The highs and lows of Pitch Festival 2018
The dust has finally settled across the dry, golden plains of the Victorian countryside. Tents are packed, beers have been consumed and bodies’ are now back in clothes that cover more than a few square centimetres of skin. In other words, the widely anticipated and hugely successful Pitch Music and Arts Festival has come to an end for another year.
Spanning over four sun-filled days the festival showcased some of the globes finest underground acts, showing us all that electronic music does not just hide in the dingy, darkness of late night clubs. In saying this, here are the highs and lows of Pitch 2018.
HIGH PITCH: A JUDGEMENT FREE FESTIVAL = A SAFE FESTIVAL
Helpful volunteers, friendly authorities and enthusiastic crowds, Pitch festival proved that the people play a huge part in creating a great and safe atmosphere. What was truly impressive, however, was the nature in which the masses accepted the nonstandard codes of dress that allowed for self-expression. Moreover, what was even more impressive was the respect that surfaced for each other’s personal body. Incidents of indecent or inappropriate behaviour were few and far between.
As well as this, Pitch organisers did well in emphasising the safe consumption of illegal substances. And while at Purple Sneakers we do not condone drug use, we do condone safety. The drug and alcohol-testing tent, which saw hundreds of festival goers leave the premise sober and without criminalisation, was a hit. And so were the various water stations, safety initiatives and rest spaces, including the rejuvenation tent (my personal favourite). These all worked towards creating a secure environment where all could feel safe without external pressure from unnecessary forces.
LOW PITCH: WHERE WAS THE ART?
For a Music and Arts Festival, the art portion was certainly lacking. I’d heard that the year before, the art sites were a prominent part of the surrounding location and many were disappointed to not experience the same kind of gusto in 2018. In saying this, the artworks that were present, especially the stage architecture and light shows, were executed well and created otherworldly and immersive environments.
HIGH PITCH: THE ACTS BLEW EVERYONE OUT OF THE DUST
Set across three stages – The Bétron Brut, Vanish Point and Electrum – Pitch played host to an array of gifted electronic acts, from the likes of local talents Fantastic Man, Onepuf, Tornado Wallace and CC:DISCO! to international artists like Bicep, Motor City Drum Ensemble, Booka Shade and Marcel Dettmann. Whether through the day or at night, all blew the dust from everyone’s eyes, as set after set of heavy bass, disco, house and techno filled the air.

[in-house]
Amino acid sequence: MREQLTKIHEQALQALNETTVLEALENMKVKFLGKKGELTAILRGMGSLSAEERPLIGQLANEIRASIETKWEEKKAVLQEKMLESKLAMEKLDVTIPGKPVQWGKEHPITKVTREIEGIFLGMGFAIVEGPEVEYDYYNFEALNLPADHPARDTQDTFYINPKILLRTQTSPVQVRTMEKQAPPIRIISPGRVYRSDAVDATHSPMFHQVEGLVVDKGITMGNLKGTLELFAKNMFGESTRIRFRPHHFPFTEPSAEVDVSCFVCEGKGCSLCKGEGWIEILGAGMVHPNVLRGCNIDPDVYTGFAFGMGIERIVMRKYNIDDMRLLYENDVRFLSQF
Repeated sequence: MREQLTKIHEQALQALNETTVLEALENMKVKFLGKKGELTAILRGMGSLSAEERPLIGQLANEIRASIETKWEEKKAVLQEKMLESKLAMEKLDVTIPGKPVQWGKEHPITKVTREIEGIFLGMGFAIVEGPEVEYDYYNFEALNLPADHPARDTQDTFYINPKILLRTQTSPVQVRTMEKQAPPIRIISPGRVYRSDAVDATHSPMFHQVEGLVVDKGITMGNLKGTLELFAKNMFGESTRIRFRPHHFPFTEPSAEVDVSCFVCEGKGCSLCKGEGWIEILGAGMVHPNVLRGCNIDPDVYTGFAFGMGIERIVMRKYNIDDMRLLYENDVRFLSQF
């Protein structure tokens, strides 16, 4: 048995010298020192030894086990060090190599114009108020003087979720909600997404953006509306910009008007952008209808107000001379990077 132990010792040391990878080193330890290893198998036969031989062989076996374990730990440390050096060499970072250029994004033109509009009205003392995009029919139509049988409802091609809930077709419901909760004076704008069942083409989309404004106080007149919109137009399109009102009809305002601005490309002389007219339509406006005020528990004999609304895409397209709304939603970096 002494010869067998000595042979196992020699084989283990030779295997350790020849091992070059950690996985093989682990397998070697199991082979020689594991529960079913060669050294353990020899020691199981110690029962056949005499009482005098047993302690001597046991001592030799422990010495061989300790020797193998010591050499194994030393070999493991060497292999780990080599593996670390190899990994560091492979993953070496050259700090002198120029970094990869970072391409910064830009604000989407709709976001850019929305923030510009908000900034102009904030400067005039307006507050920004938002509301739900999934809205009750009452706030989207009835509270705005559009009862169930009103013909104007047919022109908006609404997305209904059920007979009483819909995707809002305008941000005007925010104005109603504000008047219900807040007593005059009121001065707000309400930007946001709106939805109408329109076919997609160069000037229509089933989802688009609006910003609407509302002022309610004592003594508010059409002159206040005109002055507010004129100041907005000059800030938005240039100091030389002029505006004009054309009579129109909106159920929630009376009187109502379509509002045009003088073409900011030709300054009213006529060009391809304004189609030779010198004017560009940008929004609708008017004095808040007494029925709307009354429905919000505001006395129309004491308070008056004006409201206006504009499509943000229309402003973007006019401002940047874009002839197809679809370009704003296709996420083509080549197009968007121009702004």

Though there were many outstanding acts, there were a few, in my opinion, that outshone the rest. Octo Octa, with her deep house beats and tribal style tracks played against a dusty sunset to a growing crowd. Following this was The Black Madonna, with her lively set attracting one of the rowdiest and largest crowds of the festival as she switched from track to track so smoothly that it was hard to differentiate any type of genre. From grungy house to spacey techno, her drops were insane and mixes masterful.
Finally Sven Vath aka Papi Sven, who a friend and I managed to get on stage with and whose 30-year experience outweighed any of the youngsters there, played a signature set. The ocean of fairy-light covered doof sticks created an sea of speckled red, green and blue and were the perfect facade for his energetic techno performance.
LOW PITCH: WE COULD HAVE ALL DONE BETTER….
We were one of the last to leave Tuesday afternoon and like it seems to unfold with almost every festival, shit was left everywhere. Tents, Gazebos, Food scraps, plastic bags, clothes, glitter, balloons, hundreds and hundreds of nang canisters. It was as if a hundred spoilt teenagers had waltzed in, said a huge “Fuck you” to the environment and waltzed off. Obviously there were hundreds that did help out by placing their bags of rubbish in neat piles by their campsites but the majority did not.
HIGH PITCH: …BUT PITCH DID ITS BEST
From the outset, Pitch placed great emphasis on rubbish collection and being environmentally friendly by providing hundreds of bins and dumpsites around the area and specifying expectations in its festival guide. The volunteers, as well, moved through the audiences’ after every act scouring for rubbish, morning and night. Pitch also encourage reusable bottles. It’s not a big deal to some, but given the vast impact festivals have on their environments, it’s an important gesture to give back a little and by leading by example, they did their best to try and love Mother Nature a little more.
The view of the Grampians
The tent axed by a mini-tornado
The ‘Bundy’ Irwin Doof Stick
The sound of nangs every 30-seconds
Overall Pitch Festival 2018 was a definitive success and, though a big shout, one of the best festivals I have been to in the past few years. What really impressed me was the patience, friendliness and excitement generated not only by the crowds but also by the organisers, acts and volunteers. This allowed for a safe, secure and ultimately successful festival. Bring on Pitch 2019.
WORDS BY JULIE FENWICK
PHOTOS BY DUNCOGRAPHIC